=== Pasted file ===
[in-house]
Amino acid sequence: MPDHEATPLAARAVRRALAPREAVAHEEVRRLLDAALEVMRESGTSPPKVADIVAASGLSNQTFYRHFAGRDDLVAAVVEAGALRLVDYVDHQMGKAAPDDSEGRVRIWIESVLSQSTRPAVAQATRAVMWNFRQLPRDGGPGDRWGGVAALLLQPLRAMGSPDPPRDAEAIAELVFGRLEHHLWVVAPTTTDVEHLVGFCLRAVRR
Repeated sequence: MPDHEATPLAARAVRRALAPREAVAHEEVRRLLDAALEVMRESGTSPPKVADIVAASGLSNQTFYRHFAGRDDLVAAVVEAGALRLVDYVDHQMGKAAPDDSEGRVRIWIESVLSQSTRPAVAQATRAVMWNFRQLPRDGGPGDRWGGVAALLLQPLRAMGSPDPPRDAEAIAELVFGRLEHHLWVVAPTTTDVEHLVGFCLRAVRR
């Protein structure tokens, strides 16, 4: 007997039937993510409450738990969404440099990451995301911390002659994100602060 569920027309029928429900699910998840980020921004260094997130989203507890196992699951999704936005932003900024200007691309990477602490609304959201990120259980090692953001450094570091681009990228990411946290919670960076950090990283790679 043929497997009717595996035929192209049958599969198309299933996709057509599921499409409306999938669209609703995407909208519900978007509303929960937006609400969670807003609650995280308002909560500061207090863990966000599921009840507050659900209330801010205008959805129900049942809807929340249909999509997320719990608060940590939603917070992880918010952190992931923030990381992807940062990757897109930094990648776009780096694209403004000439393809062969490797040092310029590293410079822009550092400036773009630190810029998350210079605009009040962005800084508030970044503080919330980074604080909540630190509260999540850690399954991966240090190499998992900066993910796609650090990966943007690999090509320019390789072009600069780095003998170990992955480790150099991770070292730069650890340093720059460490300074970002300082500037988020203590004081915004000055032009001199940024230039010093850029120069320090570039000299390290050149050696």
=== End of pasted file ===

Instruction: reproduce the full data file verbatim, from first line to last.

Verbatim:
[in-house]
Amino acid sequence: MPDHEATPLAARAVRRALAPREAVAHEEVRRLLDAALEVMRESGTSPPKVADIVAASGLSNQTFYRHFAGRDDLVAAVVEAGALRLVDYVDHQMGKAAPDDSEGRVRIWIESVLSQSTRPAVAQATRAVMWNFRQLPRDGGPGDRWGGVAALLLQPLRAMGSPDPPRDAEAIAELVFGRLEHHLWVVAPTTTDVEHLVGFCLRAVRR
Repeated sequence: MPDHEATPLAARAVRRALAPREAVAHEEVRRLLDAALEVMRESGTSPPKVADIVAASGLSNQTFYRHFAGRDDLVAAVVEAGALRLVDYVDHQMGKAAPDDSEGRVRIWIESVLSQSTRPAVAQATRAVMWNFRQLPRDGGPGDRWGGVAALLLQPLRAMGSPDPPRDAEAIAELVFGRLEHHLWVVAPTTTDVEHLVGFCLRAVRR
């Protein structure tokens, strides 16, 4: 007997039937993510409450738990969404440099990451995301911390002659994100602060 569920027309029928429900699910998840980020921004260094997130989203507890196992699951999704936005932003900024200007691309990477602490609304959201990120259980090692953001450094570091681009990228990411946290919670960076950090990283790679 043929497997009717595996035929192209049958599969198309299933996709057509599921499409409306999938669209609703995407909208519900978007509303929960937006609400969670807003609650995280308002909560500061207090863990966000599921009840507050659900209330801010205008959805129900049942809807929340249909999509997320719990608060940590939603917070992880918010952190992931923030990381992807940062990757897109930094990648776009780096694209403004000439393809062969490797040092310029590293410079822009550092400036773009630190810029998350210079605009009040962005800084508030970044503080919330980074604080909540630190509260999540850690399954991966240090190499998992900066993910796609650090990966943007690999090509320019390789072009600069780095003998170990992955480790150099991770070292730069650890340093720059460490300074970002300082500037988020203590004081915004000055032009001199940024230039010093850029120069320090570039000299390290050149050696």